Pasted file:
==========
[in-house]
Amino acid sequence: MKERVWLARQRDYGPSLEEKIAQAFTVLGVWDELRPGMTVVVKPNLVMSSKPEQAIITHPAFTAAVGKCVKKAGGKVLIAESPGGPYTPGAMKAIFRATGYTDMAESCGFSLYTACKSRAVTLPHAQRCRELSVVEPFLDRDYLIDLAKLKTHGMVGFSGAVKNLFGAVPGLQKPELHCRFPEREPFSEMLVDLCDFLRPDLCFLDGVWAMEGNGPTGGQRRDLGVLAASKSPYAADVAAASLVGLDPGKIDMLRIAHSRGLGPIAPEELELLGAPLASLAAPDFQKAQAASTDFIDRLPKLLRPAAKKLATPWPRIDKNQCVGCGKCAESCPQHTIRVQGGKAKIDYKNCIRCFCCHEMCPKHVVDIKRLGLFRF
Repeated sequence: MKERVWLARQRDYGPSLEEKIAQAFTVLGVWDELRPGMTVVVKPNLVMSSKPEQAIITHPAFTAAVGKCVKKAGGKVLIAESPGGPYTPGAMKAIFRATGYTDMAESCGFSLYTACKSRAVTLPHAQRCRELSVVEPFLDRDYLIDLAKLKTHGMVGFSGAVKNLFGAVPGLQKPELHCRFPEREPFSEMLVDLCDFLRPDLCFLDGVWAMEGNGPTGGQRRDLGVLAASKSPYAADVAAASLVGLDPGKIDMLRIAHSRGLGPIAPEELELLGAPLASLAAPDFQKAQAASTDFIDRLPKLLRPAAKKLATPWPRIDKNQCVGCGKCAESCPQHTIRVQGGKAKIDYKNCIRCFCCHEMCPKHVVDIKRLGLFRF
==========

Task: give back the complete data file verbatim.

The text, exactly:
[in-house]
Amino acid sequence: MKERVWLARQRDYGPSLEEKIAQAFTVLGVWDELRPGMTVVVKPNLVMSSKPEQAIITHPAFTAAVGKCVKKAGGKVLIAESPGGPYTPGAMKAIFRATGYTDMAESCGFSLYTACKSRAVTLPHAQRCRELSVVEPFLDRDYLIDLAKLKTHGMVGFSGAVKNLFGAVPGLQKPELHCRFPEREPFSEMLVDLCDFLRPDLCFLDGVWAMEGNGPTGGQRRDLGVLAASKSPYAADVAAASLVGLDPGKIDMLRIAHSRGLGPIAPEELELLGAPLASLAAPDFQKAQAASTDFIDRLPKLLRPAAKKLATPWPRIDKNQCVGCGKCAESCPQHTIRVQGGKAKIDYKNCIRCFCCHEMCPKHVVDIKRLGLFRF
Repeated sequence: MKERVWLARQRDYGPSLEEKIAQAFTVLGVWDELRPGMTVVVKPNLVMSSKPEQAIITHPAFTAAVGKCVKKAGGKVLIAESPGGPYTPGAMKAIFRATGYTDMAESCGFSLYTACKSRAVTLPHAQRCRELSVVEPFLDRDYLIDLAKLKTHGMVGFSGAVKNLFGAVPGLQKPELHCRFPEREPFSEMLVDLCDFLRPDLCFLDGVWAMEGNGPTGGQRRDLGVLAASKSPYAADVAAASLVGLDPGKIDMLRIAHSRGLGPIAPEELELLGAPLASLAAPDFQKAQAASTDFIDRLPKLLRPAAKKLATPWPRIDKNQCVGCGKCAESCPQHTIRVQGGKAKIDYKNCIRCFCCHEMCPKHVVDIKRLGLFRF